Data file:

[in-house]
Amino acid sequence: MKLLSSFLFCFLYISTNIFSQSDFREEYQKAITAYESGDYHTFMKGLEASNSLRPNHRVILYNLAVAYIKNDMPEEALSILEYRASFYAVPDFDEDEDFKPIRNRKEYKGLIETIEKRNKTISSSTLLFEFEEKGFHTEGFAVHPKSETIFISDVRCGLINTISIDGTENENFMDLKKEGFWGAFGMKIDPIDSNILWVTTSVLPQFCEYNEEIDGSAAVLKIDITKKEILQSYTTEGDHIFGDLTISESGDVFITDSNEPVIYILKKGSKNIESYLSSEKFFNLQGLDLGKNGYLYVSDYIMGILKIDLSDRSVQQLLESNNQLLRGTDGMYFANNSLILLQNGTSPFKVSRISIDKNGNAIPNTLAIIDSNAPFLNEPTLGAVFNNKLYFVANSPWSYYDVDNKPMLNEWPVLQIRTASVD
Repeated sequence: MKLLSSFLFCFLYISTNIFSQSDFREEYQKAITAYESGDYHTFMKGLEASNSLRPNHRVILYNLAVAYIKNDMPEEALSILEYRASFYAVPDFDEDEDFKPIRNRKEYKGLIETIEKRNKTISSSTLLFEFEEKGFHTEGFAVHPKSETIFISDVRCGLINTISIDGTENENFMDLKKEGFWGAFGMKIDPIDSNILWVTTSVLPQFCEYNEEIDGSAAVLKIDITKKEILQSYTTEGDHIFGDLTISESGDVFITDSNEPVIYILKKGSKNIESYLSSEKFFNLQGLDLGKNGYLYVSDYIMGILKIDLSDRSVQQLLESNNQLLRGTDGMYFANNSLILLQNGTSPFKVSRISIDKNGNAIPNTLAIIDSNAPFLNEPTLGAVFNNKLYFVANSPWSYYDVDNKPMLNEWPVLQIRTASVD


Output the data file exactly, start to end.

[in-house]
Amino acid sequence: MKLLSSFLFCFLYISTNIFSQSDFREEYQKAITAYESGDYHTFMKGLEASNSLRPNHRVILYNLAVAYIKNDMPEEALSILEYRASFYAVPDFDEDEDFKPIRNRKEYKGLIETIEKRNKTISSSTLLFEFEEKGFHTEGFAVHPKSETIFISDVRCGLINTISIDGTENENFMDLKKEGFWGAFGMKIDPIDSNILWVTTSVLPQFCEYNEEIDGSAAVLKIDITKKEILQSYTTEGDHIFGDLTISESGDVFITDSNEPVIYILKKGSKNIESYLSSEKFFNLQGLDLGKNGYLYVSDYIMGILKIDLSDRSVQQLLESNNQLLRGTDGMYFANNSLILLQNGTSPFKVSRISIDKNGNAIPNTLAIIDSNAPFLNEPTLGAVFNNKLYFVANSPWSYYDVDNKPMLNEWPVLQIRTASVD
Repeated sequence: MKLLSSFLFCFLYISTNIFSQSDFREEYQKAITAYESGDYHTFMKGLEASNSLRPNHRVILYNLAVAYIKNDMPEEALSILEYRASFYAVPDFDEDEDFKPIRNRKEYKGLIETIEKRNKTISSSTLLFEFEEKGFHTEGFAVHPKSETIFISDVRCGLINTISIDGTENENFMDLKKEGFWGAFGMKIDPIDSNILWVTTSVLPQFCEYNEEIDGSAAVLKIDITKKEILQSYTTEGDHIFGDLTISESGDVFITDSNEPVIYILKKGSKNIESYLSSEKFFNLQGLDLGKNGYLYVSDYIMGILKIDLSDRSVQQLLESNNQLLRGTDGMYFANNSLILLQNGTSPFKVSRISIDKNGNAIPNTLAIIDSNAPFLNEPTLGAVFNNKLYFVANSPWSYYDVDNKPMLNEWPVLQIRTASVD